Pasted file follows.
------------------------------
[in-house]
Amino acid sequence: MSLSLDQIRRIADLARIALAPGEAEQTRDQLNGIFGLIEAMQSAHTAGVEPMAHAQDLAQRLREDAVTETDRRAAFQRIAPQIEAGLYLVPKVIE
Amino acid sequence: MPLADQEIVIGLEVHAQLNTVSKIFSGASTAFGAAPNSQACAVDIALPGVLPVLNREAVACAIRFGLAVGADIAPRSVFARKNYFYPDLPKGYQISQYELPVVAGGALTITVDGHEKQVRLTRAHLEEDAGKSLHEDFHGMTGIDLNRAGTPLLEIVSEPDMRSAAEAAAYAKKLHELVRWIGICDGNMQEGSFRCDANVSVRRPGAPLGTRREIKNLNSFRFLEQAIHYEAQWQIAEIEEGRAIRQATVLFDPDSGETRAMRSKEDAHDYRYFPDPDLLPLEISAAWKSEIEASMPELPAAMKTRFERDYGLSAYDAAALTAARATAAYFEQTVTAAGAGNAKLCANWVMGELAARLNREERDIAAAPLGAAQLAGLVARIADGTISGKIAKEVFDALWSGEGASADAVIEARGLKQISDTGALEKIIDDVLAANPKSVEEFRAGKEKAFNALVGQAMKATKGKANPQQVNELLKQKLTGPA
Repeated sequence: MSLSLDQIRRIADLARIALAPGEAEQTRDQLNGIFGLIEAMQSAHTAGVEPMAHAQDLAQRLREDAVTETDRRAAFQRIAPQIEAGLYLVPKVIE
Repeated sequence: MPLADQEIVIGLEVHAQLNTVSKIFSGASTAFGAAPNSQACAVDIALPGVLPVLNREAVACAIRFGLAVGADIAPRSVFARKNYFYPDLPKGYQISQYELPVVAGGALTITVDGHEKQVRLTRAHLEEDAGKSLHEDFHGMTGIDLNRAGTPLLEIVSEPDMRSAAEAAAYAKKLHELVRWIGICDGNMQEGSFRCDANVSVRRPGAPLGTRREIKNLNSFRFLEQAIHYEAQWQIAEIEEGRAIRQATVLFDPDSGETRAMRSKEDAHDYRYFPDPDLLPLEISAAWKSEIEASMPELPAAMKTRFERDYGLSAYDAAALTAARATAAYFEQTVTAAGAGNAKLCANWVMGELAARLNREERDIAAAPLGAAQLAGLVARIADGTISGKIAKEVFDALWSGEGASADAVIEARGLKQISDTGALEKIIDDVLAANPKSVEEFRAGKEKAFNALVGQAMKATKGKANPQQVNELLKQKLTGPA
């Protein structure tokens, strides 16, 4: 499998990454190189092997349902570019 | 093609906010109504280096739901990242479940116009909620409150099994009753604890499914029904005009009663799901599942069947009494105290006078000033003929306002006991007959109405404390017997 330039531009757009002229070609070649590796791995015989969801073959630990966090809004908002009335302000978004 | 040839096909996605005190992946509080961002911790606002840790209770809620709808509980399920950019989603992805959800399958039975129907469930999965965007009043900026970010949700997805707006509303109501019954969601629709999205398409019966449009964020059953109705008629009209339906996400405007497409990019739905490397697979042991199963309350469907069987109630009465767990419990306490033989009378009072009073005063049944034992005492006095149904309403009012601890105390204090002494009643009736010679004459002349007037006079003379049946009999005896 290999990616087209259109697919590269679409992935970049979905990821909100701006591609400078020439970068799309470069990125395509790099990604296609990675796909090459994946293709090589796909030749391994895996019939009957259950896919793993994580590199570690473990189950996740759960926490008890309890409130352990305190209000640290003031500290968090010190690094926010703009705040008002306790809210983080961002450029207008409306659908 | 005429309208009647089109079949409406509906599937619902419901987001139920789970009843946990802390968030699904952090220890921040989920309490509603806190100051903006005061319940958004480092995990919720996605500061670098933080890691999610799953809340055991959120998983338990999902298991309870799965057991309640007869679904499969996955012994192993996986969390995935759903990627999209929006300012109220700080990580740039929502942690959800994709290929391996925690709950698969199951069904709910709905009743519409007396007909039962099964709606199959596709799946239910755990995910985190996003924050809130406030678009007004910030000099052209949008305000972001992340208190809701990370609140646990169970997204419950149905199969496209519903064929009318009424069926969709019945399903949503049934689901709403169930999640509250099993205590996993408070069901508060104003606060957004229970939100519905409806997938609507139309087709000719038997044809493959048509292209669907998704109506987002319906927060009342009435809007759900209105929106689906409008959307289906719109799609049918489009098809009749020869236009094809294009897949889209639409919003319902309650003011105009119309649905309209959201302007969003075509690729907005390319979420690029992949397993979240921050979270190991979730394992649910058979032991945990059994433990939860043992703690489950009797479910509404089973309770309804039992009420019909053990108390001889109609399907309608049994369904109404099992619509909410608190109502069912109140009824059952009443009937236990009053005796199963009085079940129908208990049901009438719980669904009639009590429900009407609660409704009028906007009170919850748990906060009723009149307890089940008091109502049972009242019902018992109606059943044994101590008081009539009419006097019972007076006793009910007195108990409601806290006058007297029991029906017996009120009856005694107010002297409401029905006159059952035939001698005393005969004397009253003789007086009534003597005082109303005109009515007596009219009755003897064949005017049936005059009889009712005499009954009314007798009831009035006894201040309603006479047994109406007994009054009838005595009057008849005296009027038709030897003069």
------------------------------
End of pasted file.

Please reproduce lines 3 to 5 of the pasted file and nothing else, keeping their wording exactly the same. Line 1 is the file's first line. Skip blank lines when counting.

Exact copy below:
Amino acid sequence: MPLADQEIVIGLEVHAQLNTVSKIFSGASTAFGAAPNSQACAVDIALPGVLPVLNREAVACAIRFGLAVGADIAPRSVFARKNYFYPDLPKGYQISQYELPVVAGGALTITVDGHEKQVRLTRAHLEEDAGKSLHEDFHGMTGIDLNRAGTPLLEIVSEPDMRSAAEAAAYAKKLHELVRWIGICDGNMQEGSFRCDANVSVRRPGAPLGTRREIKNLNSFRFLEQAIHYEAQWQIAEIEEGRAIRQATVLFDPDSGETRAMRSKEDAHDYRYFPDPDLLPLEISAAWKSEIEASMPELPAAMKTRFERDYGLSAYDAAALTAARATAAYFEQTVTAAGAGNAKLCANWVMGELAARLNREERDIAAAPLGAAQLAGLVARIADGTISGKIAKEVFDALWSGEGASADAVIEARGLKQISDTGALEKIIDDVLAANPKSVEEFRAGKEKAFNALVGQAMKATKGKANPQQVNELLKQKLTGPA
Repeated sequence: MSLSLDQIRRIADLARIALAPGEAEQTRDQLNGIFGLIEAMQSAHTAGVEPMAHAQDLAQRLREDAVTETDRRAAFQRIAPQIEAGLYLVPKVIE
Repeated sequence: MPLADQEIVIGLEVHAQLNTVSKIFSGASTAFGAAPNSQACAVDIALPGVLPVLNREAVACAIRFGLAVGADIAPRSVFARKNYFYPDLPKGYQISQYELPVVAGGALTITVDGHEKQVRLTRAHLEEDAGKSLHEDFHGMTGIDLNRAGTPLLEIVSEPDMRSAAEAAAYAKKLHELVRWIGICDGNMQEGSFRCDANVSVRRPGAPLGTRREIKNLNSFRFLEQAIHYEAQWQIAEIEEGRAIRQATVLFDPDSGETRAMRSKEDAHDYRYFPDPDLLPLEISAAWKSEIEASMPELPAAMKTRFERDYGLSAYDAAALTAARATAAYFEQTVTAAGAGNAKLCANWVMGELAARLNREERDIAAAPLGAAQLAGLVARIADGTISGKIAKEVFDALWSGEGASADAVIEARGLKQISDTGALEKIIDDVLAANPKSVEEFRAGKEKAFNALVGQAMKATKGKANPQQVNELLKQKLTGPA